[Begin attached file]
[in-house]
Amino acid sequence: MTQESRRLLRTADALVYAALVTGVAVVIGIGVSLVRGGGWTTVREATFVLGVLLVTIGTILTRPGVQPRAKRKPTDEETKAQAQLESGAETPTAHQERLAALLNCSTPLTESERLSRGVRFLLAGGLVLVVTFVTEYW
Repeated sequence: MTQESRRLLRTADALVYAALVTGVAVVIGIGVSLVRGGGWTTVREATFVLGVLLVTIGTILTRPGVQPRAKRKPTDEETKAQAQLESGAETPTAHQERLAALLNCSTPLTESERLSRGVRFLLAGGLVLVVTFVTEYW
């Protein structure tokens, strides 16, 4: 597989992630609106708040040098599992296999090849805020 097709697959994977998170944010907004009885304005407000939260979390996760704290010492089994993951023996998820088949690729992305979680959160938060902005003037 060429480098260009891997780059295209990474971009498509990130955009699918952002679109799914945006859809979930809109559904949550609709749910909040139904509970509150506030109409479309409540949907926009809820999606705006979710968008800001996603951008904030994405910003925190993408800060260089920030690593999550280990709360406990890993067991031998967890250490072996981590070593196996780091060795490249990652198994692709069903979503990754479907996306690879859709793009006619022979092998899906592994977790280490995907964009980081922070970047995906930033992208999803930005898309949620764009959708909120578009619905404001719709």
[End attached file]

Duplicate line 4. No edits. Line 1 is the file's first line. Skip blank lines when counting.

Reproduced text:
């Protein structure tokens, strides 16, 4: 597989992630609106708040040098599992296999090849805020 097709697959994977998170944010907004009885304005407000939260979390996760704290010492089994993951023996998820088949690729992305979680959160938060902005003037 060429480098260009891997780059295209990474971009498509990130955009699918952002679109799914945006859809979930809109559904949550609709749910909040139904509970509150506030109409479309409540949907926009809820999606705006979710968008800001996603951008904030994405910003925190993408800060260089920030690593999550280990709360406990890993067991031998967890250490072996981590070593196996780091060795490249990652198994692709069903979503990754479907996306690879859709793009006619022979092998899906592994977790280490995907964009980081922070970047995906930033992208999803930005898309949620764009959708909120578009619905404001719709």